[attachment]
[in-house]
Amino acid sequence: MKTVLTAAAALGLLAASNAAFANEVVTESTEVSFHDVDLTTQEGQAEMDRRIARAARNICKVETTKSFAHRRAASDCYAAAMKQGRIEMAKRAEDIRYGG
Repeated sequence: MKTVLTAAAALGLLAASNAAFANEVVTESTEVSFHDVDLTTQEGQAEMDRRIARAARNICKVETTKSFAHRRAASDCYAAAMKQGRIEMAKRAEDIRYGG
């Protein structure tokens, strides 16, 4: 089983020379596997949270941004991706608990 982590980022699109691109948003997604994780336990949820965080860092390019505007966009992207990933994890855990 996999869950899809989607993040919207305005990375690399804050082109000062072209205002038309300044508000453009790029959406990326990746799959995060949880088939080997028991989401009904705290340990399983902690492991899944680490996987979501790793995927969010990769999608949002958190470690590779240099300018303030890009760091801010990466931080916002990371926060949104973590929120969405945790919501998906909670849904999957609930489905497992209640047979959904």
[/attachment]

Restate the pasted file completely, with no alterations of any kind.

[in-house]
Amino acid sequence: MKTVLTAAAALGLLAASNAAFANEVVTESTEVSFHDVDLTTQEGQAEMDRRIARAARNICKVETTKSFAHRRAASDCYAAAMKQGRIEMAKRAEDIRYGG
Repeated sequence: MKTVLTAAAALGLLAASNAAFANEVVTESTEVSFHDVDLTTQEGQAEMDRRIARAARNICKVETTKSFAHRRAASDCYAAAMKQGRIEMAKRAEDIRYGG
């Protein structure tokens, strides 16, 4: 089983020379596997949270941004991706608990 982590980022699109691109948003997604994780336990949820965080860092390019505007966009992207990933994890855990 996999869950899809989607993040919207305005990375690399804050082109000062072209205002038309300044508000453009790029959406990326990746799959995060949880088939080997028991989401009904705290340990399983902690492991899944680490996987979501790793995927969010990769999608949002958190470690590779240099300018303030890009760091801010990466931080916002990371926060949104973590929120969405945790919501998906909670849904999957609930489905497992209640047979959904």